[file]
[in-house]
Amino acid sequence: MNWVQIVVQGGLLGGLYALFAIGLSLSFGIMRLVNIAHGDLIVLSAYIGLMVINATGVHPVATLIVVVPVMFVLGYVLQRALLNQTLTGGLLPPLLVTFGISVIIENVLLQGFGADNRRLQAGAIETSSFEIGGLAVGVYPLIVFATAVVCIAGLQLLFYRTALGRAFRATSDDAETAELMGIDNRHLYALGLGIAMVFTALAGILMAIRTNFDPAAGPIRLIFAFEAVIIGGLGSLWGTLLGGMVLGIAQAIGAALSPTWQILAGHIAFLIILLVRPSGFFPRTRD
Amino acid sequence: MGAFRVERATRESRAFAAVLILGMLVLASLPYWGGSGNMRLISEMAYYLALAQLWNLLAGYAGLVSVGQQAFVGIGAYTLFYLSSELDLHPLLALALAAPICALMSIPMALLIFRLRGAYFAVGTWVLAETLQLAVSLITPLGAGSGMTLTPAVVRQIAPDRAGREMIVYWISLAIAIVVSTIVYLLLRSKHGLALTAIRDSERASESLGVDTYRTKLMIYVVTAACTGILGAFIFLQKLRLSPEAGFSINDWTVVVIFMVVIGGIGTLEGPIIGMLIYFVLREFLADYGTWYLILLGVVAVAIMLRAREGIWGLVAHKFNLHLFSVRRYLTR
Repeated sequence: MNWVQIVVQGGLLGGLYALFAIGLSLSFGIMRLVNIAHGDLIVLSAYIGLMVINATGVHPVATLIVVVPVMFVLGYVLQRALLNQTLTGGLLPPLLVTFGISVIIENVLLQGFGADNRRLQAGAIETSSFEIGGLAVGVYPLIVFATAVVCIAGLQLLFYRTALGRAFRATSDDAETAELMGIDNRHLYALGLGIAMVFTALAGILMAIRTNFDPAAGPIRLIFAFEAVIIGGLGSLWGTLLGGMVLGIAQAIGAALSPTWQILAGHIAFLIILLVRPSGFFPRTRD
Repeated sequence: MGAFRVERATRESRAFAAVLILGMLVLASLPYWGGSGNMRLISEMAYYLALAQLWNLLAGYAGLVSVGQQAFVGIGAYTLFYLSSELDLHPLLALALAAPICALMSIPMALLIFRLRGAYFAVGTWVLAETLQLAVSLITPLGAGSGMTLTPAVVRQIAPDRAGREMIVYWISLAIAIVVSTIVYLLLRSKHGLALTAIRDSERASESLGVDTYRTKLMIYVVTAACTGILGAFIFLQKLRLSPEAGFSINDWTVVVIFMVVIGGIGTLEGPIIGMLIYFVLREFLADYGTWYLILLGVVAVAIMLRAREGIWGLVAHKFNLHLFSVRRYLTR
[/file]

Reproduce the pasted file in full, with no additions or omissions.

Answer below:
[in-house]
Amino acid sequence: MNWVQIVVQGGLLGGLYALFAIGLSLSFGIMRLVNIAHGDLIVLSAYIGLMVINATGVHPVATLIVVVPVMFVLGYVLQRALLNQTLTGGLLPPLLVTFGISVIIENVLLQGFGADNRRLQAGAIETSSFEIGGLAVGVYPLIVFATAVVCIAGLQLLFYRTALGRAFRATSDDAETAELMGIDNRHLYALGLGIAMVFTALAGILMAIRTNFDPAAGPIRLIFAFEAVIIGGLGSLWGTLLGGMVLGIAQAIGAALSPTWQILAGHIAFLIILLVRPSGFFPRTRD
Amino acid sequence: MGAFRVERATRESRAFAAVLILGMLVLASLPYWGGSGNMRLISEMAYYLALAQLWNLLAGYAGLVSVGQQAFVGIGAYTLFYLSSELDLHPLLALALAAPICALMSIPMALLIFRLRGAYFAVGTWVLAETLQLAVSLITPLGAGSGMTLTPAVVRQIAPDRAGREMIVYWISLAIAIVVSTIVYLLLRSKHGLALTAIRDSERASESLGVDTYRTKLMIYVVTAACTGILGAFIFLQKLRLSPEAGFSINDWTVVVIFMVVIGGIGTLEGPIIGMLIYFVLREFLADYGTWYLILLGVVAVAIMLRAREGIWGLVAHKFNLHLFSVRRYLTR
Repeated sequence: MNWVQIVVQGGLLGGLYALFAIGLSLSFGIMRLVNIAHGDLIVLSAYIGLMVINATGVHPVATLIVVVPVMFVLGYVLQRALLNQTLTGGLLPPLLVTFGISVIIENVLLQGFGADNRRLQAGAIETSSFEIGGLAVGVYPLIVFATAVVCIAGLQLLFYRTALGRAFRATSDDAETAELMGIDNRHLYALGLGIAMVFTALAGILMAIRTNFDPAAGPIRLIFAFEAVIIGGLGSLWGTLLGGMVLGIAQAIGAALSPTWQILAGHIAFLIILLVRPSGFFPRTRD
Repeated sequence: MGAFRVERATRESRAFAAVLILGMLVLASLPYWGGSGNMRLISEMAYYLALAQLWNLLAGYAGLVSVGQQAFVGIGAYTLFYLSSELDLHPLLALALAAPICALMSIPMALLIFRLRGAYFAVGTWVLAETLQLAVSLITPLGAGSGMTLTPAVVRQIAPDRAGREMIVYWISLAIAIVVSTIVYLLLRSKHGLALTAIRDSERASESLGVDTYRTKLMIYVVTAACTGILGAFIFLQKLRLSPEAGFSINDWTVVVIFMVVIGGIGTLEGPIIGMLIYFVLREFLADYGTWYLILLGVVAVAIMLRAREGIWGLVAHKFNLHLFSVRRYLTR